I must say I find some new and interesting legislation each time I check the House and Senate websites to see if they are updated. There are quite a few today:
SB 620 – Sen. Larcenia Bullard (D-Miami)
This bill would make it illegal to use your cell phone while driving, no matter how you are using the phone. It would be a noncriminal moving violation, but doesn’t spell out the specific penalty. Whatever the penalty is, using a phone in a school zone would be double.
SB 536 – Sen. Mike Benett (R-Bradenton)
This bill has received some press, and even a mention on another blog. The bill would require drivers to move to the right, unless passing another vehicle or making a left turn. What a great idea! A Miami area blog, Stuck on the Palmetto, first posted about this after a St. Petersburg Times article.
Similar bills have been filed for the past several years, but former Governor Jeb Bush vetoed them. Hopefully, Governor Crist will see that this bill can reduce the number of accidents on state highways, because inconsiderate and oblivious drivers will be moved out of the way.
HB 309 – Rep. Joe Gibbons (D-Pembroke Park)
I’m sure Kate at Out in Left Field will get a kick out of this bill (as she commented on one of my earlier posts on this subject) — this bill would force restaurants to disclose that they use trans fats in their food preparation. The actual disclosure from the bill is: “Some foods served here contain trans fats. Eating foods with trans fats can increase your risk of stroke and heart attack.” It will be interesting to see if this goes anywhere, the Restaurant Association is quite powerful in Tallahassee, but since this is only a disclosure bill – it might pass.
SJR 408 – Sen. Bill Posey (R-Rockledge)
With a hat tip to Mark Lane at Flablog, this bill proposes an amendment to Florida Constitution to increase the Florida Supreme Court from seven members to fifteen. Much like when President Franklin Roosevelt proposed expanding the U.S. Supreme Court to nine members, so he could pack the court with friendly nominees, this seems to be a ruse to allow a Republican governor to appoint eight “conservative” justices.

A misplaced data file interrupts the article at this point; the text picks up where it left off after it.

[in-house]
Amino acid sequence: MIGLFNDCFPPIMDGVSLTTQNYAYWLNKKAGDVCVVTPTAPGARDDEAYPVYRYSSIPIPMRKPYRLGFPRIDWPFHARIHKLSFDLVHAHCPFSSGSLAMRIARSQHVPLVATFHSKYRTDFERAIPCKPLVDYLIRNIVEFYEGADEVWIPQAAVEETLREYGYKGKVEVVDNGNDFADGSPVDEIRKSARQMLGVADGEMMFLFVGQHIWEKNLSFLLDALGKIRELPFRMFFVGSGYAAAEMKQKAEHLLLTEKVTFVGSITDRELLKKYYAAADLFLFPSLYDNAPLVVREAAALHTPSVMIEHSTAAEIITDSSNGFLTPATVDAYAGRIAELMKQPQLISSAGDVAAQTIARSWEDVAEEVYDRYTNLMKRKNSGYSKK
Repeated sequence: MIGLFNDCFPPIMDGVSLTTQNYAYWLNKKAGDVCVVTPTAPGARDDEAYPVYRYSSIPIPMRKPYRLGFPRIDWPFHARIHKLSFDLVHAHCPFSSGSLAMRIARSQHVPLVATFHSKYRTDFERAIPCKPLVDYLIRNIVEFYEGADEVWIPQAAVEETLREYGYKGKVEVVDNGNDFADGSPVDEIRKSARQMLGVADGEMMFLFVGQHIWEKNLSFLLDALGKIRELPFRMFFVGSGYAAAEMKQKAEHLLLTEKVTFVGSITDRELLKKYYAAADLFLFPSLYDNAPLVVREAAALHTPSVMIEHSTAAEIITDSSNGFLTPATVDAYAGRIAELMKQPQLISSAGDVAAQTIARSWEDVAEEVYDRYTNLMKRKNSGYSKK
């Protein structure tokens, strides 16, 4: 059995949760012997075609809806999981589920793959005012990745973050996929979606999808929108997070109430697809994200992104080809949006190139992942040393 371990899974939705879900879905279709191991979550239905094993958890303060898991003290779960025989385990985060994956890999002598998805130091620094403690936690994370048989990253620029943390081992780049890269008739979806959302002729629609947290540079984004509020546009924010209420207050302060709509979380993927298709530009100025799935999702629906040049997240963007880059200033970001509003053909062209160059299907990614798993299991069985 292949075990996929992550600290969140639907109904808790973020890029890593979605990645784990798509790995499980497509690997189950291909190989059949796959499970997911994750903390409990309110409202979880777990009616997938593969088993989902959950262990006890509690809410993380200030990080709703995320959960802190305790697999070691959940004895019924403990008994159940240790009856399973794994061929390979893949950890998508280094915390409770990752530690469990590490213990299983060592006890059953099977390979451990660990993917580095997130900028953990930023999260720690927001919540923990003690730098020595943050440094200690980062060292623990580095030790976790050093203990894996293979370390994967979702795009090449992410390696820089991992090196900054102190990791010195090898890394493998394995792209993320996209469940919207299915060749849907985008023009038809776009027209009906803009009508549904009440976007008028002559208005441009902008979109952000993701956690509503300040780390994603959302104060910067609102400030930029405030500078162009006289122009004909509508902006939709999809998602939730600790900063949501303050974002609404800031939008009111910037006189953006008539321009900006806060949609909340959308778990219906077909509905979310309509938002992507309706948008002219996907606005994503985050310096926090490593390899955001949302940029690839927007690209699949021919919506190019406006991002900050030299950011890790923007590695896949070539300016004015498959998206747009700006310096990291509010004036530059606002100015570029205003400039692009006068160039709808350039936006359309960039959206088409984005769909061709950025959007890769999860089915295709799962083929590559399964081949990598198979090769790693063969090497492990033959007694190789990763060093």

Truthfully, I am not a big fan of tweaking with the judicial system. Legislators decry “activist judges” who interpret laws differently than they prefer. However, to simply attempt and end run like this is not right. It’s like the guy who loses a game, then says “best two out of three?”, then loses and says “best three out of five?”.
This bill would prohibit local government from spending tax dollars to support or oppose an issue, referendum, or amendment that will be on the ballot. They are still allowed to “factually and objectively describe the purpose” of a measure.
HB 383 – Rep. Keith Fitzgerald (D-Sarasota)
This bill would allow counties to conduct elections by mail. Oregon has conducted elections by mail for several cycles; however, having up to 10 million ballots hand counted would be a significant problem. Also, there were a lot of problems with absentee ballots this year, which are discarded if the signature on the ballot doesn’t match the signature on file.
This bill would change the order in which candidates’ names appear on the ballot. Currently, the party who won the last governor’s race (in this case Republican) would have its nominee appear first, followed by the other parties. This bill would have the names randomly assigned within each precinct.
Campaign consultants will tell you that being first on the ballot can be worth as much as 5% in an election – especially for down-ticket races. Research has proven this to be the case (NPR did a decent story about this.) Of course, Democrats would sponsor this to give their 2008 presidential nominee a better chance of winning Florida. Don’t expect this bill to see the light of day.
This bill changes the makeup of the Hillsborough County Expressway Authority, allowing for the local governments in Hillsborough County to appoint a majority of the members. Currently, a majority are appointed by the Governor. This is a controversial subject, and I’ve posted about this twice before (here and here).
This bill would require online dating services to provide members with a notification including a list and description of safety measures reasonably designed to increase awareness of safer dating practices as determined by the provider. The bill includes some examples.
(Disclosure: I used to work as a Legislative Assistant to Rep. Ambler)
NOTE: There are a lot of bills that deal with property taxes, or the just valuation of property. So many that I will have to outline them in a separate post. I had been including them among these lists previously.
It will also be interesting to see what, if any, new property insurance bills come out for the regular session.